What with all the Confederate apologism, "confusion" about the Charleston shooter's motives, and concern-trolling about President Obama's use of the n-word, you wouldn't think things could get any stupider in post-Rachel America, but you would be wrong. On Tuesday night, Twitter users incredulously shared a screenshot of a CNN chyron that asked the molten-take question "Should Pres. Obama Apologize For Slavery?", and wondered if it could possibly be real.
A reasonable person would assume that maybe CNN had booked a guest who had written a hot take with that absurd premise, for the express purpose of destroying it with fire. That person would only be half-right, since anchor Don Lemon instead invited New York Times contributing op-ed writer Timothy Egan onto his show in order to entertain the notion with the straightest of faces. Just to prove it really happened, here's the full segment, but for the sake of brevity, I've only transcribed radio host Joe Madison's response to Egan's titular query:
Egan's reasoning, such as it is, goes something like this: a white opinion writer demanding that the first black president "Apologize For Slavery" will get clicked on by a zillion people. That's some rock-solid logic, and it makes you wonder why no one ever demanded that President Nelson Mandela apologize for Apartheid.
Then, there's this gem:
As the son of a Kenyan father and a white mother who died more than a century after slavery ended, Barack Obama has little ancestral baggage on this issue. Yet no man could make a stronger statement about America’s original sin than the first African-American president.
It's not clear what role a lack of "ancestral baggage" is supposed to play in the awesome healing power of President Obama's apology for slavery, but as it happens, Egan is literally as wrong as he could possibly be about Obama's relationship to America's original sin:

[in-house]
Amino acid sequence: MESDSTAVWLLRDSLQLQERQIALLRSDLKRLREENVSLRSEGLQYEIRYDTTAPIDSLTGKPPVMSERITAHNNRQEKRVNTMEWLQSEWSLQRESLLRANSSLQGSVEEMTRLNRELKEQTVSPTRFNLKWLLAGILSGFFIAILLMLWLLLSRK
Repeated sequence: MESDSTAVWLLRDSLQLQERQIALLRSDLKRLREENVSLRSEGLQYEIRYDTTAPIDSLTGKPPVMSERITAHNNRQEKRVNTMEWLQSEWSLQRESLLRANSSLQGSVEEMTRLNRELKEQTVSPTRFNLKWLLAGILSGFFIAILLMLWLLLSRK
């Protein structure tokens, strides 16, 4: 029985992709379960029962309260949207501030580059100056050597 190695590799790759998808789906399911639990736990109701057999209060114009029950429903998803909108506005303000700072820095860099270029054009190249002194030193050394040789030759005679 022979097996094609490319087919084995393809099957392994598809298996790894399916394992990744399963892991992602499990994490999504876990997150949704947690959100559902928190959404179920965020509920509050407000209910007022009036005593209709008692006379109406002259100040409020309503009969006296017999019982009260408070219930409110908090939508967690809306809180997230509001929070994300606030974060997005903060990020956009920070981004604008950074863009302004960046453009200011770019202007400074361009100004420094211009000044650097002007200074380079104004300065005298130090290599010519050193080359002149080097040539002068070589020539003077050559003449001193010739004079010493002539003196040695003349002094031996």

We’ve all heard about President Obama’s Irish roots, and we know his father came from Kenya. But a research team from Ancestry, the world’s largest online family history resource, has also concluded that the nation’s 44th president is also the 11thgreat-grandson of John Punch, the first documented African enslaved for life in American history.
Don Lemon entertaining this garbage can be chalked up to Don Lemon just Don Lemoning, but given the context of the past week, CNN should have shown better judgment than to amplify this particular racial hot take. Melissa Harris Perry's week-long humoring of Rachel Dolezal was irritatingly comical before last Wednesday, but this kind of spitballing just isn't amusing now.
There's probably never a right time for some white dude to make the fact-free assertion that President Obama has been "long hesitant about doing anything bold on the color divide," but especially not after he's just had to talk us through a terrorist mass murder that was rooted in that divide. Now that CNN has put him on TV, the only question is which White House reporter will offer Josh Earnest a chance to apologize for slavery on President Obama's behalf? Place your bets.